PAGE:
Turning off a few big Websites is a nice gesture. I'm sure the operators of Wikipedia, Reddit and the other sites that are going dark are proud of themselves for making the statement, and are probably patting themselves on the back, thinking they struck a blow for an open Internet. They're kidding themselves. Congress doesn't care.
Members of Congress mostly care about one thing, and that's getting re-elected. This being an election year, they care about it more than they will next year. The only way to fight bills like the Stop Online Piracy Act (SOPA) is to appeal to members of Congress in a way that makes them worry about getting re-elected.
The reason members of Congress pile on to bills such as SOPA and the PROTECTIP Act (PIPA) is that their party leadership, along with some big donors, tells them they should do this because it will enhance their chances in November. Toeing the party line will help get party and Political Action Committee (PAC) support. Courting big donors will ensure big donations to their private PACs. As you've probably noticed, movie studios and recording companies have lots of money that they donate to PACs. Thus, members of Congress tend to do what they say, unless something convinces them to do otherwise.
Your job, assuming you care about an open, operational Internet is to give them a reason to do otherwise. This means you need to get their attention in a way that works, and you need to give them a reason to listen to what you have to say.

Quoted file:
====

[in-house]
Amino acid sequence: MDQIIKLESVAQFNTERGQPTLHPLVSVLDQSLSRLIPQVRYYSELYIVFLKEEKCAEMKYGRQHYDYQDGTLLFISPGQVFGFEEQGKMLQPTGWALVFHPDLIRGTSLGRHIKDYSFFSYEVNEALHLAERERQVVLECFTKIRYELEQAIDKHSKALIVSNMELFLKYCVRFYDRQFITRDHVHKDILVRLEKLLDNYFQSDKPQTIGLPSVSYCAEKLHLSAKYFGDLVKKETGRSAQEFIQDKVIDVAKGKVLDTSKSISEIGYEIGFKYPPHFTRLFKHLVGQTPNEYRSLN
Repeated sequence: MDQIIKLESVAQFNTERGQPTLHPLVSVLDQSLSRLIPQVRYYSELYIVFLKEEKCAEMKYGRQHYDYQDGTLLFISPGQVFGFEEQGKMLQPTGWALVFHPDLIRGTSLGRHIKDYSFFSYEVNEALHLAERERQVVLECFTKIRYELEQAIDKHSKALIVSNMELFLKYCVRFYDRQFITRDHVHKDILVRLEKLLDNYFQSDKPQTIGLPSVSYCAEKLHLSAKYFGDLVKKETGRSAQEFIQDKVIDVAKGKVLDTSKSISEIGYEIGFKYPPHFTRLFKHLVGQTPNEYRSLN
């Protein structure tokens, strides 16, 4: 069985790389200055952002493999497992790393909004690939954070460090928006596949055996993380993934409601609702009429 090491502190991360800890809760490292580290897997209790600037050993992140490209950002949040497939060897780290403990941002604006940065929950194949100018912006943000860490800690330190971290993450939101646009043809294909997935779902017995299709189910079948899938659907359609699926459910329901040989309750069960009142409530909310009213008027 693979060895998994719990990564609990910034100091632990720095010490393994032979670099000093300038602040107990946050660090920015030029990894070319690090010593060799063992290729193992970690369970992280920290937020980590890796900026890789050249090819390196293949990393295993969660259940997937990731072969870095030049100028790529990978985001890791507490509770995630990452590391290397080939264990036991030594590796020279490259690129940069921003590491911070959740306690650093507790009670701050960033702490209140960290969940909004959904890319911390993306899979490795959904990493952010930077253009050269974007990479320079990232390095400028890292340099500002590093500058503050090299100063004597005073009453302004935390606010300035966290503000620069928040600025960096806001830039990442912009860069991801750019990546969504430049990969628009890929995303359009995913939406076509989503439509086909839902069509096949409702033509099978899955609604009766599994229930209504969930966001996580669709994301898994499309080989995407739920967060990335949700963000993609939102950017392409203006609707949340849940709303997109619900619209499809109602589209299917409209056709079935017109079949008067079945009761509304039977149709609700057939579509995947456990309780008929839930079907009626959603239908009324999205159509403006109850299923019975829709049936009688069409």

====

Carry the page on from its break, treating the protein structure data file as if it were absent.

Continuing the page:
When I was researching my book, "Politics on the Nets" one of the things I learned is that actions that take place on the Internet or by email rarely affect legislation. Some time has passed since then, but the Internet hasn't gained much in its power to influence Congress. So, here are the steps you need to take if you really want to get something done in Congress.
1. Write your representative in Congress and your two U.S. senators a letter expressing your ideas calmly and without technical jargon, including Internet slang. Yes, I said write a letter. This does not mean an email and it doesn't mean a blog entry. While some politicians really do read their own email, the most of them delegate that to a junior staffer who decides what email, if any, gets sent along to the legislator. That means your letter must be printed on paper and signed, along with your physical snail-mail address so that they know that you're a constituent.